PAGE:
Batteries aiming for energy efficiency

energy efficiency , lithium battery , electric cars , batteryThe fact that they are part of our everyday life should not let us forget that only after countless experiments could electric batteries come to life. Over one-and-a-half century went by between the invention of the first battery by the Italian scientist Alessandro Volta in 1799 and this of the first rechargeable battery by the French physicist Gaston Planté. The history of this technology was interspersed with successive works by William Cruikshank, who invented the electric battery in 1802, William Grove as well as Robert Bunsen, with the purpose of making safer, cheaper and more powerful batteries. But what is actually referred to as a battery? What are the most promising technologies to make them more energy efficient?

A battery is an accumulator capable of storing electricity using metallic and chemical components so as to use it in the future. This is made possible by a chemical reaction between the components. A battery includes three elements: an anode or negative pole, a cathode or positive pole and an electrolyte, that is to say a solid or liquid substrate allowing electric current to flow between these two poles. When the battery is in use, electrons travel from one pole to the other thanks to ions. Once all ions have been transferred, the battery is “flat” (depleted). The term “oxidation” refers to the reaction through which the anode lets go of electrons and the word “reduction” means the reaction through which the cathode catches them back.

The kinds of metal and chemical components present in a battery are its DNA and determine its energy efficiency

  • The lead-acid battery is the oldest kind. It includes two layers of lead and rubber dipped in acidic water. It is still frequently used in the automobile industry. Its main advantage lays in its cost and its capacity to be recharged at all times with no loss in performance.
  • There is a whole range of nickel batteries, among which the most used are the nickel-cadmium (NiCd), the nickel-metal-hydride (NiMh) and the nickel-zinc (NiZn) batteries. The first of the aforementioned is less and less used because of cadmium-induced pollution, with this component banned by the European Commission in 2006 (Directive 2006/66/CE). The NiMh, which has been on the market since 1990, has an energy value 30% superior to that of the NiCd battery. Furthermore, towards the end of its life it pollutes less than its counterparts, which is why it has been used for a long time in hybrid or electric cars. Although its lifetime is shorter than the NiCd battery’s, it is more efficient and little prone to the so-called “memory effect”, a physic-chemical phenomenon which slows down the accumulator’s energy delivery capacity. The NiZn battery’s most obvious assets are its low cost and toxicity. Nevertheless, it has a shorter life-cycle (number of possible charge/discharge repetitions).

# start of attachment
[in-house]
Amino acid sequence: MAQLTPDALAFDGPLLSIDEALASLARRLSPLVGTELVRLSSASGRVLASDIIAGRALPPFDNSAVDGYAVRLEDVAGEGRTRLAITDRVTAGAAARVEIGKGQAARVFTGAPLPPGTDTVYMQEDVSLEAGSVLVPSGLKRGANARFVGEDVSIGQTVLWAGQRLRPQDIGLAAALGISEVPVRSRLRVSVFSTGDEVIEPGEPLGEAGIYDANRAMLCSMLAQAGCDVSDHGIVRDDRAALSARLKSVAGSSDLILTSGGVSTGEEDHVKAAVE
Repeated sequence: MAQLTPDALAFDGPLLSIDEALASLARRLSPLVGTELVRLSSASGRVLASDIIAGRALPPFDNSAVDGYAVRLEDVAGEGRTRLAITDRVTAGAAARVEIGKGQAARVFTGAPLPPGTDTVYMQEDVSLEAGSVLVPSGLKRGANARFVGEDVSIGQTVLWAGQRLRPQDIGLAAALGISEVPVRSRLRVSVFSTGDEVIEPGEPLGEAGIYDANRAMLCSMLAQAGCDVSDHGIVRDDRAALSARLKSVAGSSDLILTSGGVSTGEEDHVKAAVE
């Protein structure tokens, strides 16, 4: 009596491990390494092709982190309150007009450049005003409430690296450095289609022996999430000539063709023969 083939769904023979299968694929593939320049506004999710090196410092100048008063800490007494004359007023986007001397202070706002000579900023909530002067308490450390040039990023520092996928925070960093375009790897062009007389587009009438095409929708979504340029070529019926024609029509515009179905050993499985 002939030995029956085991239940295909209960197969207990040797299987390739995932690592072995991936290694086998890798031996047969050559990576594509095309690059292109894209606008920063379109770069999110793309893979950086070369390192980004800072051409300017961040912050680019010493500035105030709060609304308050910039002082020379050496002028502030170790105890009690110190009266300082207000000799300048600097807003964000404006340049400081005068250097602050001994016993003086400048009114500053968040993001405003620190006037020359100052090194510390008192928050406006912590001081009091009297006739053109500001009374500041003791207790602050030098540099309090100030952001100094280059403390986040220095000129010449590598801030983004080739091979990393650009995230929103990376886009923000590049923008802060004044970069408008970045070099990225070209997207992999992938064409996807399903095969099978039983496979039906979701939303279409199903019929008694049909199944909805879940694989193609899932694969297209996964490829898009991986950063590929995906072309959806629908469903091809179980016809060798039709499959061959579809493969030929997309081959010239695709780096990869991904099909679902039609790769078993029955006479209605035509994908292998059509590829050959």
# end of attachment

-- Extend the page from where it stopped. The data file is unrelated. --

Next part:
• The lithium battery is currently the most advanced technology. There are two main sorts: metallic lithium batteries with a negative electrode made of lithium metal, and lithium-ion batteries which use distinct components in each electrode to preserve the ionic state of lithium. Whereas metallic lithium batteries are known to be dangerous, the lithium-ion technology has many advantages, for instance its higher energy output and the absence of memory effect. However, it is still expensive today.

The automobile industry, main seeker of powerful, self-reliant and dependable batteries

The development of electric vehicles made efficiency and safety crucial for manufacturers. The sodium-nickel-chloride zebra battery, based on a combination of sodium chloride (that is to say, salt), nickel and iron, is an interesting solution available. However, it operates optimally only if its components are subjected to high temperature, ranging from 270 to 350 degrees Celsius. It is a limitation of its use in the automobile, since cold-start cycle damages it prematurely.

To address the issues intrinsic to electric cars, several experiments are being held in order to make always more powerful and economical batteries. Lithium batteries, for instance, are expected to yield a higher ion storage capacity thanks to manganese oxide (LiMnO2) and nickel oxide (LiNiO2). Their power could rise from 150 Wh/kg to 350 and even 500 Wh/kg.

Although lithium batteries have proved their worth, researchers plan on doing without this component. The last stage of research consists in using enzymes from the biomass in order to produce electrodes already electro-chemically charged. Super condensers are another solution: they operate based on static, have a virtually unlimited life time and require more basic and cheaper materials. However, their electric density (and so their power) is still too low for them to be used in today’s battery-based devices.

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